I have a tendency to stay late at the office; I enjoy the quiet, the fact that there is less news going on, and that there are fewer distractions. “Go home,” people like to tell me. But I have things to do! I counter. This is the time I can get things done! “Don’t want to see you burning out,” they say.
Glynnis MacNicol writes in Elle about what it’s like to really burn out—to become a person who can barely function anymore. MacNicol was a top editor and writer who says she had a high-paying dream job until she just couldn’t do it anymore. She quit her job and “did nothing” but watch Golden Girls reruns on The Hallmark Channel.
I was badly burned out. Which, as it turns out, is not the same as being tired out, stressed out, bored, or in need of a vacation. It’s more like all those things wrapped together, times ten, plus a lobotomy.
“Burnout happens when you’ve been experiencing chronic stress for so long that your body and your emotional system have begun to shut down and are operating in survival mode,” says Dr. Sara Denning, a clinical psychologist based in Manhattan who specializes in dealing with stress and anxiety. “You numb out because you can’t think. You can’t even make decisions anymore.”
The description here is a good. We often say that we feel burned out, when what we really mean is that we’re overworked, tired, and in desperate need of a vacation. I have never experienced actual burnout to the point that I felt numb and couldn’t do my job anymore. Even under the most difficult circumstances, I’ve been able to complete the task at hand. But I have felt the burn; I have been on the brink. And the best cure has always been to take a break from it all.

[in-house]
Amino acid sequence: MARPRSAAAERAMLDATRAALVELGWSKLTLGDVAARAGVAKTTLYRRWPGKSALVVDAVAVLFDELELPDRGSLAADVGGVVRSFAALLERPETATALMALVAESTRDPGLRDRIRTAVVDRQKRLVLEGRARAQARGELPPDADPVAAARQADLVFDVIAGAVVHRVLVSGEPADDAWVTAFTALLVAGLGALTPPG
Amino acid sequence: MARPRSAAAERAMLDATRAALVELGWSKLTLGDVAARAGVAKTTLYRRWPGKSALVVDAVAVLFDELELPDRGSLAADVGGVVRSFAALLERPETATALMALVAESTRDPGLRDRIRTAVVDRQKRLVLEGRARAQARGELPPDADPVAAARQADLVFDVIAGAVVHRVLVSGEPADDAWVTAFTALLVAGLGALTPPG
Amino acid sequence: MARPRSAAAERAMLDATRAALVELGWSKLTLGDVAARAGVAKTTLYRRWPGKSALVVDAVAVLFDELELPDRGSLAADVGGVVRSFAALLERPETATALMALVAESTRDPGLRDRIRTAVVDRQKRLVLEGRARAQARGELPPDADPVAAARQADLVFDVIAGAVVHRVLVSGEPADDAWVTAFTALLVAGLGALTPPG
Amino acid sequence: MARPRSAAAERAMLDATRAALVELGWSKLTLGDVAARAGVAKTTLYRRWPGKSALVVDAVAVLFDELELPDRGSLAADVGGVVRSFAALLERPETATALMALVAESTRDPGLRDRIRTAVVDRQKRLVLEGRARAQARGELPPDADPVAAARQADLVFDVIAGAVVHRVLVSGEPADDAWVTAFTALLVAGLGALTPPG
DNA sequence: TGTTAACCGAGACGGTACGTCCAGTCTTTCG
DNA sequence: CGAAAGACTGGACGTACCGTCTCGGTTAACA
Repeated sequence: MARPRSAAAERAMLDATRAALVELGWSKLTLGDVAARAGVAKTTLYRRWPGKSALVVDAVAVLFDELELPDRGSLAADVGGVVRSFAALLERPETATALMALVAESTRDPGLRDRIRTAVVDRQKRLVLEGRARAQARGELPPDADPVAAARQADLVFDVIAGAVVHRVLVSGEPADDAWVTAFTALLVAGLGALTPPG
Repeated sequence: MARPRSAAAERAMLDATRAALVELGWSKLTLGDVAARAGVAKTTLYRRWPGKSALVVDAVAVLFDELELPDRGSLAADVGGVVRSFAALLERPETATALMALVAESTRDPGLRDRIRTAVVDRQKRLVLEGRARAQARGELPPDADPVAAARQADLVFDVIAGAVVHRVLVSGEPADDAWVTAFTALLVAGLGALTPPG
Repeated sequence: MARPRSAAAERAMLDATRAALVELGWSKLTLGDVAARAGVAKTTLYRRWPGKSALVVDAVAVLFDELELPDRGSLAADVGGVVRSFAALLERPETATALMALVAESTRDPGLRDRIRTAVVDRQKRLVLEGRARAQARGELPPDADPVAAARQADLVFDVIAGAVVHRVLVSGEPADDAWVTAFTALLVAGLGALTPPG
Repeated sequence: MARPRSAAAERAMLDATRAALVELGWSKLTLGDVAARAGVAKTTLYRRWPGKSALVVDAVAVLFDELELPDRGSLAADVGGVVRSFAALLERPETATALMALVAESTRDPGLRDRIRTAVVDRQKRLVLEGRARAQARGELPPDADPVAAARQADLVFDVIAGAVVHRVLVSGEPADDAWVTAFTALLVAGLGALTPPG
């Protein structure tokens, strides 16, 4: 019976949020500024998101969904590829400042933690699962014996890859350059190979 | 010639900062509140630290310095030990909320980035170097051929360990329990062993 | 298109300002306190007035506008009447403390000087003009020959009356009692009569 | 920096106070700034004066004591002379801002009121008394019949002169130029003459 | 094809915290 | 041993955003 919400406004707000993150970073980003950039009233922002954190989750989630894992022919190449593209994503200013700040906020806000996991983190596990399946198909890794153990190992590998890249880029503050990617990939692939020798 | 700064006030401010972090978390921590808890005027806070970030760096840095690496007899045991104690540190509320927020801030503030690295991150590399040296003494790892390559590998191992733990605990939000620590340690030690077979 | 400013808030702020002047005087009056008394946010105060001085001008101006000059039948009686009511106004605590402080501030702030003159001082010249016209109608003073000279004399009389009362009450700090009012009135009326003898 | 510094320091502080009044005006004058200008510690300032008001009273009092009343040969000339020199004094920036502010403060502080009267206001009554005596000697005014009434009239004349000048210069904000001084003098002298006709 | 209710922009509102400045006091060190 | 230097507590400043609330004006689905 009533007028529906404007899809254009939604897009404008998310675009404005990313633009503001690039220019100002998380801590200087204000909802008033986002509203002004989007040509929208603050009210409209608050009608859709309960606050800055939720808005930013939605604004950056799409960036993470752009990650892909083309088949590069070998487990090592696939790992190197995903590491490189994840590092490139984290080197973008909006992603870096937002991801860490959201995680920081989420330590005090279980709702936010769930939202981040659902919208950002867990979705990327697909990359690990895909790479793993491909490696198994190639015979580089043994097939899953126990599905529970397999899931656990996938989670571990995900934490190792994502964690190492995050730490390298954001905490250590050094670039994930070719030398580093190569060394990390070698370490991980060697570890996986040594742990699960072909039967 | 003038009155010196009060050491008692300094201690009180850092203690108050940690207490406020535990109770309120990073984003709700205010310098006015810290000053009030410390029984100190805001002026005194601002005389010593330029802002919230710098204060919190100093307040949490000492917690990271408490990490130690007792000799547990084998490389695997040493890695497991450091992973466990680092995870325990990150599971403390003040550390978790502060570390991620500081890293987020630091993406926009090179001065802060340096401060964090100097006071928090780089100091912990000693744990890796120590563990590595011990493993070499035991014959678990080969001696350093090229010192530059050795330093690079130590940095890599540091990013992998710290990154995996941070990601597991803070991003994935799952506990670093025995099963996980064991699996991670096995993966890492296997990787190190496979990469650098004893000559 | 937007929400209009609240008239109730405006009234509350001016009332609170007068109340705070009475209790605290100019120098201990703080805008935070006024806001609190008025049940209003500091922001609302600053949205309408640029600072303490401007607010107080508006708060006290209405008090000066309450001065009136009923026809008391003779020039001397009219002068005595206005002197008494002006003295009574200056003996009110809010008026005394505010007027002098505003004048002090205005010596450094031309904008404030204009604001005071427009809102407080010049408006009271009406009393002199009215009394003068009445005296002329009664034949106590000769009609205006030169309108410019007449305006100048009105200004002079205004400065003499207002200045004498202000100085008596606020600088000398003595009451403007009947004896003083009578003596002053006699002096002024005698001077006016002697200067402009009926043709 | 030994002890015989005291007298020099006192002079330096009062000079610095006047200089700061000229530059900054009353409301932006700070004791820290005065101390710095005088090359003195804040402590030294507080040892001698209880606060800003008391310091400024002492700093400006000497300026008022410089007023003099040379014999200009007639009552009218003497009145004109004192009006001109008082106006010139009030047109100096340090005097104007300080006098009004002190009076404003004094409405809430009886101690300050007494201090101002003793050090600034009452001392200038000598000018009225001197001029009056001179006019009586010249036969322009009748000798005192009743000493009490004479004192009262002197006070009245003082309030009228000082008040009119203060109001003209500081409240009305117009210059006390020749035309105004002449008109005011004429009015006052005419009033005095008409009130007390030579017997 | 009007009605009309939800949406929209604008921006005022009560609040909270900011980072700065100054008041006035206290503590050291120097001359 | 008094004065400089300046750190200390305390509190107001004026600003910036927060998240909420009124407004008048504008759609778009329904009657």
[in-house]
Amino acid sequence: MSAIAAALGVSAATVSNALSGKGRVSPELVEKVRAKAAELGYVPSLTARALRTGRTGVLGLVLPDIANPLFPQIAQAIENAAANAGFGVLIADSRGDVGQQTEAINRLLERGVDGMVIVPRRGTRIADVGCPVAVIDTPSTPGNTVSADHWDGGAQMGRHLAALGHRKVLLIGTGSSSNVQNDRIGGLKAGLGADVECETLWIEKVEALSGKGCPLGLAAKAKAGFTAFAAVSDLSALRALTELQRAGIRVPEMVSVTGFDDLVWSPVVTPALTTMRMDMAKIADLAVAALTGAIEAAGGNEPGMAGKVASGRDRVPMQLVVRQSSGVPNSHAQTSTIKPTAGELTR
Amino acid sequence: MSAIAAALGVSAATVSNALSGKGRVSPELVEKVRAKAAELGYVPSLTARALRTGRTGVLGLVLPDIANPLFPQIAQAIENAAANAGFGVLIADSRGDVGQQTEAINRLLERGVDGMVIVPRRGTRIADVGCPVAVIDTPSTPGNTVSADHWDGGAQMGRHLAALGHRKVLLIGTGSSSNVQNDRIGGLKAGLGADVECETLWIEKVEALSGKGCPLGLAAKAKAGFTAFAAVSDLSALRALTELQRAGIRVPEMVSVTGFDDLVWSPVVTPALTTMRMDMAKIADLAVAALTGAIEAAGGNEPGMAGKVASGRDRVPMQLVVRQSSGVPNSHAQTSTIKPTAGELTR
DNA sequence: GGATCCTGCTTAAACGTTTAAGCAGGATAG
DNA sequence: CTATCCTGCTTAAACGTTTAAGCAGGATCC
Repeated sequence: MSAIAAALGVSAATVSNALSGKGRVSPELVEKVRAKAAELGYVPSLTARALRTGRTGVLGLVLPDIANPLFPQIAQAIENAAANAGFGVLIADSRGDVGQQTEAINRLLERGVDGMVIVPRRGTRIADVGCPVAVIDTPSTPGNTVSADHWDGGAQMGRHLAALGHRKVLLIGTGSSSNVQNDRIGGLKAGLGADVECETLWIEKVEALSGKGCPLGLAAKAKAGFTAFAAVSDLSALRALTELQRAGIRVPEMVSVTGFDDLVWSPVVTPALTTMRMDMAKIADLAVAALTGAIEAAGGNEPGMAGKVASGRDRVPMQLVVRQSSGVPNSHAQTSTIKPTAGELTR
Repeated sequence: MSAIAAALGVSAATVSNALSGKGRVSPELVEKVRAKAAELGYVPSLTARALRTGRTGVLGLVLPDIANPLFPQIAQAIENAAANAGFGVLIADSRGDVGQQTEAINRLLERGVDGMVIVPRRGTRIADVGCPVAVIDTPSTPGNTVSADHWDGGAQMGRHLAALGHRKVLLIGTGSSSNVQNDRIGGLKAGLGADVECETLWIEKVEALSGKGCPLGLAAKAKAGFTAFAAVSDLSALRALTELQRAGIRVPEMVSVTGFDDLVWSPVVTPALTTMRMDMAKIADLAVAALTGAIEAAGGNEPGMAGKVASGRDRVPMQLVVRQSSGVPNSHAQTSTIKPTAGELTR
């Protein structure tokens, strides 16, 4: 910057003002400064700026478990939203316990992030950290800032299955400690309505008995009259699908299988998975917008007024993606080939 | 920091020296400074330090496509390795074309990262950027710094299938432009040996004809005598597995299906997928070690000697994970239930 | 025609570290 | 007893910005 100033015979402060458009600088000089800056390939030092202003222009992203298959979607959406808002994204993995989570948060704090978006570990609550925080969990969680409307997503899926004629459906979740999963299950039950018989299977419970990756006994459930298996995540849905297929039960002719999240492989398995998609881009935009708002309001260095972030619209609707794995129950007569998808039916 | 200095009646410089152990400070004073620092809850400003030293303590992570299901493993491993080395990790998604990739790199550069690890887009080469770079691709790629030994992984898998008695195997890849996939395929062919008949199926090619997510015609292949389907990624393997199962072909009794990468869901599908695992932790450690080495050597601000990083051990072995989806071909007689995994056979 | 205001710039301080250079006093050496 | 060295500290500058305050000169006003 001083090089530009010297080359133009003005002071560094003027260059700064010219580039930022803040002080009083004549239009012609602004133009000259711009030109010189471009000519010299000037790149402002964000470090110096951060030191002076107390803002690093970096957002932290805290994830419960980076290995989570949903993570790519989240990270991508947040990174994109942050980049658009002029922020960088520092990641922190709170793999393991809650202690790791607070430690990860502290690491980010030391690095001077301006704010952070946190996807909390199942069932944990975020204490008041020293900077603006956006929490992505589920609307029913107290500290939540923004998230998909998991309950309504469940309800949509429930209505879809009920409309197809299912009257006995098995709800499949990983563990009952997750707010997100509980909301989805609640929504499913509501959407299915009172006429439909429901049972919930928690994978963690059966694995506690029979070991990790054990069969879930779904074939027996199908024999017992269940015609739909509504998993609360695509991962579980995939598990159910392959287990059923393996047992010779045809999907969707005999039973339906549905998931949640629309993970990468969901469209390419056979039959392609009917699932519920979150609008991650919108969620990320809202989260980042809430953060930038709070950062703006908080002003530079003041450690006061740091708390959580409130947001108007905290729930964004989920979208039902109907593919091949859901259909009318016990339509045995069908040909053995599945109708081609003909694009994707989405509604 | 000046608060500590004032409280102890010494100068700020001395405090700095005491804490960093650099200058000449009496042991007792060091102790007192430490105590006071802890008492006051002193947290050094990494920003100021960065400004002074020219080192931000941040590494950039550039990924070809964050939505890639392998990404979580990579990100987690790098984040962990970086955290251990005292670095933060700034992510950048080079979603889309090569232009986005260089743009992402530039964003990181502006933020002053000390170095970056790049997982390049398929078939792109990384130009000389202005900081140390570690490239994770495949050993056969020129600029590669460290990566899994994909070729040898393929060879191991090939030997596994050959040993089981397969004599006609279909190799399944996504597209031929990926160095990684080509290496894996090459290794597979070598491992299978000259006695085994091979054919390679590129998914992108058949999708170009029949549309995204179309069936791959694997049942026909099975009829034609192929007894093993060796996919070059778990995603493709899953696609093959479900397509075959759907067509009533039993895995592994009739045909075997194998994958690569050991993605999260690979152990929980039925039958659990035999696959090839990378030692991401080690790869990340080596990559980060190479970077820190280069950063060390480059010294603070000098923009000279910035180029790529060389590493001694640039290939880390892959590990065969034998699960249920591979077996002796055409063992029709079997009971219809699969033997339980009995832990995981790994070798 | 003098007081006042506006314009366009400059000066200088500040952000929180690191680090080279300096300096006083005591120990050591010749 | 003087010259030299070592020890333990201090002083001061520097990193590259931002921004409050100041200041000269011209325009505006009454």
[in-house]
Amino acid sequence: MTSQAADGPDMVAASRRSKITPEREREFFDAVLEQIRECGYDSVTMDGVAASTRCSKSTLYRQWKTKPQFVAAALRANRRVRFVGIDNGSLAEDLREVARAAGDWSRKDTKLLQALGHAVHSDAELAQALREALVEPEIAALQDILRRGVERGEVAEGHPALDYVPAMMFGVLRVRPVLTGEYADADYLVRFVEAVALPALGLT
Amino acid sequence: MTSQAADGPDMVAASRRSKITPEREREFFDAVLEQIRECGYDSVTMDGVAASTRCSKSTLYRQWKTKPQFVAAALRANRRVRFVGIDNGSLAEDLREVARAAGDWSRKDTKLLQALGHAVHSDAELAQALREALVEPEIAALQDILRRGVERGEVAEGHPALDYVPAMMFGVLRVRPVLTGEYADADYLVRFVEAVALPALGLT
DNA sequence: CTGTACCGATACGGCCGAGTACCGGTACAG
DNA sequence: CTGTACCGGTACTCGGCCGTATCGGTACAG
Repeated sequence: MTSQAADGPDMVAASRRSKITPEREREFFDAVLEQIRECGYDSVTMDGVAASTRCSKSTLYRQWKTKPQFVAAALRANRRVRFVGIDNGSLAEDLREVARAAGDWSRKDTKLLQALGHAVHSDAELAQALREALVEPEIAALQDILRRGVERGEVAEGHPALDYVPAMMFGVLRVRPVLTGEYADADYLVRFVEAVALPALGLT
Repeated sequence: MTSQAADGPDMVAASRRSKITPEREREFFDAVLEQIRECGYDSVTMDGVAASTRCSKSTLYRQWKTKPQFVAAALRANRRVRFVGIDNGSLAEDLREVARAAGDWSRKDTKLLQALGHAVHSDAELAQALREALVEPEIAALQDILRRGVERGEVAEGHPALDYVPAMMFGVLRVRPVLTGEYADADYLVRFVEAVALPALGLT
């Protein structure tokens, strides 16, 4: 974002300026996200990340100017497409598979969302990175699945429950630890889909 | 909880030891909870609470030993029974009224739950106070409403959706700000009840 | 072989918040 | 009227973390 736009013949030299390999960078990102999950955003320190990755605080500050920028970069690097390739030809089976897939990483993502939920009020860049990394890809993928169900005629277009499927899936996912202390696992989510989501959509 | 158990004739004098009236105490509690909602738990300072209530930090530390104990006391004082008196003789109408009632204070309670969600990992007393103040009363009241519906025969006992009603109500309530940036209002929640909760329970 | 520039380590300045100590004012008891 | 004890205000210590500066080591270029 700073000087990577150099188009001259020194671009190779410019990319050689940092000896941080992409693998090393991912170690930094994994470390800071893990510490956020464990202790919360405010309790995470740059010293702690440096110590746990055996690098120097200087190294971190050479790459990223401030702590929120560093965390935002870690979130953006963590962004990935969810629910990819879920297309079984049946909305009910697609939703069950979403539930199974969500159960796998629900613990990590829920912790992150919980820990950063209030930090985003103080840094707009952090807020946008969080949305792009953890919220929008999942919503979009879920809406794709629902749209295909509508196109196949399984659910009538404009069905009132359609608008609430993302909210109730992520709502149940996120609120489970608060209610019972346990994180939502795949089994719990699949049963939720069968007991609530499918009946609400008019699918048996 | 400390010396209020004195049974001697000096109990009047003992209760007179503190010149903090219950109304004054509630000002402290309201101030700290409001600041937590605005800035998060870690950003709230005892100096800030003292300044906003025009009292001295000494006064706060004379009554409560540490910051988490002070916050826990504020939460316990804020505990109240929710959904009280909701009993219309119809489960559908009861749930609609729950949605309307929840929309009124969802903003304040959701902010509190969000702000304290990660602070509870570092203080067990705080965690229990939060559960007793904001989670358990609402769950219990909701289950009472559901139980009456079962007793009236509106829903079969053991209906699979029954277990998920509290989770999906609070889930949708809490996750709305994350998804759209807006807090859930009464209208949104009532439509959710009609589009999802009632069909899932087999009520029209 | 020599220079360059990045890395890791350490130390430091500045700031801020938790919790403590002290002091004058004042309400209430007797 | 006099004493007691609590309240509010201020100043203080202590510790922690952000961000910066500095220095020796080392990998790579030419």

MacNicol describes talking to experts who say they see burnout occurring earlier and earlier; she says she was in her mid-thirties when she burned out, but Dr. Sara Denning says she treats patients as young as 22. One of the reasons for this is due to the way modern technology works. We go to work, and then we go home, but it is entirely possible to go home and feel as if we are still working if going home means staring at our computers some more, or reading work emails on our smartphones. What we need to be doing for ourselves is putting down our devices and actually being “home” at home.
Ultimately, MacNicol argues, the answer to burnout prevention is “less of an individual decision and more of a collective one.” It’s easier for individuals to choose work-life balance if employers support it too (see: Patagonia). We’re too young to be burning out.
Photo: Swedish Pavilion